If Eleonora Guerini really did have an axe to grind with “natural” wine then possibly it would be trashed in the preface or excluded completely from the book. But this is what it says in the 2013 guide: “(Wines are described) without prejudice or preference for fermentation in new wood, stainless steel or even earthenware amphorae”. That “even” before “earthenware amphorae” is telling but nonetheless “natural” wine is given space and respect.

Michel Bettane made up his mind about “natural” wine a long time ago. I have worked with Michel and he is not the type to change his kind (he’s French). But I don’t believe that Gambero Rosso has an agenda against “natural” wines. It takes the view that some are crap and some are good—which is my own view, and true of all wine. So it goes.

As for the guide itself, it is now in its 26th edition and is italianissima. The only non-Italians involved in this huge annual project are the translators. But are Italians the best judges of their own wines? One does wonder sometimes. When I worked the 2001 vintage in Friuli I recall a lunch with several well-travelled and broadminded winemakers. Bottles were opened enthusiastically, including at least one that was “tre bicchieri” (three glasses), the Gambero Rosso equivalent of 100 points. We all agreed that the wine was filthy. Unfortunately I have no recollection of what the wine was.

The stats are fascinating. 45,000 samples were assessed by 60 experts, which equates to 750 wines per expert, or two wines per day for a year. Not very hard work, really. The all-time Gambero Rosso champion is Angelo Gaja, with 50 “tre bicchieri” awards since the guide was established. This is 13 more than Cà del Bosco and La Spinetta in joint second place.

There is a broadly sympathetic theme of “environmentally aware producers”, with “Viticulture Method” noted in many but not all winery profiles. Wineries are either “Certified Organic” or “Natural”. (Presumably wineries with no method listed are uncertified or unnatural.) It doesn’t work: It needs to be comprehensive or not used at all, and it can be ambiguous. For example, the Friulian producer Skerk is listed as “Certified Organic”, which he surely is, but he is also a well-known proponent of “natural” wine (yes, that again), which is another category. “Unnatural deeds / Do breed unnatural troubles” as somebody once said.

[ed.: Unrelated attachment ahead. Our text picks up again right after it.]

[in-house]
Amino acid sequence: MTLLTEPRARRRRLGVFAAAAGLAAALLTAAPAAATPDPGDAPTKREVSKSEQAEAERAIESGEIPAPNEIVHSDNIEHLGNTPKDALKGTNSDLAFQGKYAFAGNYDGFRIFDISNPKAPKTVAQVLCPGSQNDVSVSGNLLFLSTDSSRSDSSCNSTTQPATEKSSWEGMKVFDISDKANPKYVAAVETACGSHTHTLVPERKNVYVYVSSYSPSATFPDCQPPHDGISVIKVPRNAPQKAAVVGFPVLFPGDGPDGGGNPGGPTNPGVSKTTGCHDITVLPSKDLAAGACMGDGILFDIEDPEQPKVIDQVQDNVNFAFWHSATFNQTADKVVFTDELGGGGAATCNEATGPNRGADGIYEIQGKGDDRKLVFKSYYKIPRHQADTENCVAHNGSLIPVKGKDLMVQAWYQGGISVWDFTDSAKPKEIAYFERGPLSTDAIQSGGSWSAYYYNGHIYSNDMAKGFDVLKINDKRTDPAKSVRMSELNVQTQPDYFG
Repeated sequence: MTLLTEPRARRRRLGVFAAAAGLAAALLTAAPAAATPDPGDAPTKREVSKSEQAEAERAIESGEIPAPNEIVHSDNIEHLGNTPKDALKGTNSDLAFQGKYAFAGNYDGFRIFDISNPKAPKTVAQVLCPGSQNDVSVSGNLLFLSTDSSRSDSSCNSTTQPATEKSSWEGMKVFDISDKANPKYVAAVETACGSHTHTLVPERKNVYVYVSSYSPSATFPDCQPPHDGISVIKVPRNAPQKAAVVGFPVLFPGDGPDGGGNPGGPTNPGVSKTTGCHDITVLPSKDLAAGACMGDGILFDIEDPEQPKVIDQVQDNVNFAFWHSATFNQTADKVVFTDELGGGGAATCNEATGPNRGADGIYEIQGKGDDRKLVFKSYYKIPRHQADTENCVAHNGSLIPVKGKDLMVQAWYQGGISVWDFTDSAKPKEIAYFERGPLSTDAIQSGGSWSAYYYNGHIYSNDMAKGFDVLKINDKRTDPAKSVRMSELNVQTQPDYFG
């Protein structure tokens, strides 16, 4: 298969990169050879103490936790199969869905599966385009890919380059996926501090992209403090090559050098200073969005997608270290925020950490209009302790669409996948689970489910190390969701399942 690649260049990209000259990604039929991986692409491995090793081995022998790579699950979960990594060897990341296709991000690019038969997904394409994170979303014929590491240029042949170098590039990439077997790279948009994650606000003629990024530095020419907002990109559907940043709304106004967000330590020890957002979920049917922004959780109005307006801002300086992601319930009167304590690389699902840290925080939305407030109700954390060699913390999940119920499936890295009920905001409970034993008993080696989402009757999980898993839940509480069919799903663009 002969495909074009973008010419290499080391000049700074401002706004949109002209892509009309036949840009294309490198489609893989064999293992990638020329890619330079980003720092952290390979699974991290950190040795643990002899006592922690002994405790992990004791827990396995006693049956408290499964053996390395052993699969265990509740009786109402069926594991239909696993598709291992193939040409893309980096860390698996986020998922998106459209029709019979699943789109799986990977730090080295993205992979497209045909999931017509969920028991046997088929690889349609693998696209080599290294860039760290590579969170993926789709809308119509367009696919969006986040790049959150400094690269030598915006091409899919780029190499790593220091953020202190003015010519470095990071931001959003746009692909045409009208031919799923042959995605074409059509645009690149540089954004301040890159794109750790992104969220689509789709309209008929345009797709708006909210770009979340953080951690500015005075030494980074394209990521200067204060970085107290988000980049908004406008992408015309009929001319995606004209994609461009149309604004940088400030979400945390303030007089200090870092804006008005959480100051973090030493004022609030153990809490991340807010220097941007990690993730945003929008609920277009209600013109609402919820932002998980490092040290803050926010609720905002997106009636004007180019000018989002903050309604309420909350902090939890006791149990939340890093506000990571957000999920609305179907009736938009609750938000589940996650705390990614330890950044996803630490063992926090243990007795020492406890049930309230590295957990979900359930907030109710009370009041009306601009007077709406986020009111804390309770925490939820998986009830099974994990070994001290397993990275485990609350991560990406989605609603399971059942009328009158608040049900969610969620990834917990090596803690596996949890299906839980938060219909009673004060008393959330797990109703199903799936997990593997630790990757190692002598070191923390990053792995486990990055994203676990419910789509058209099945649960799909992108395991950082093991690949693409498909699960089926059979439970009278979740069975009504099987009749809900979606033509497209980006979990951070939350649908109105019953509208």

The text has been impeccably, if rather stiffly, translated. There are very few typos or solecisms for such a huge book.

With 959 pages of text this is very comprehensive. It’s hard to think of a significant producer that is not profiled here. At €30 it’s pricey but Gambero Rosso remains unchallenged as the definitive annual guide to Italian wines. Can the newly single and single-minded Antonio Galloni challenge it? As the Italian proverb says, “Dio mi guardi da chi studia un libro solo” (“Fear the man of one book”).

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My “Burgundy not a perfect ten – but a good eleven” article published by Meininger’s

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January is a time for new beginnings and fresh starts so it is appropriate that every year the leading UK importers and retailers of Burgundy dedicate two weeks to showing the region’s latest release to the press, the trade and private clients. The nearly 30 tastings were so comprehensive that the top French critic, Michel Bettane chose to come to London.

Click here to read the full article.

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My “Revolution in the head” article published by Fine Wine International

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After a “fact-finding trip to Hong Kong & China” earlier this year, the british wine writer Robert Joseph reported, “the most serious chinese fine wine buyers… like the flavour of old wine and dislike tannin… there is no question that high-end buyers are switching from bordeaux to Italy, the Rhône and particularly Burgundy”. the winter season of fine wine auctions is tailored to these current market trends, with many old and rare bottles available and an emphasis on Burgundy.

Click here to read the full article.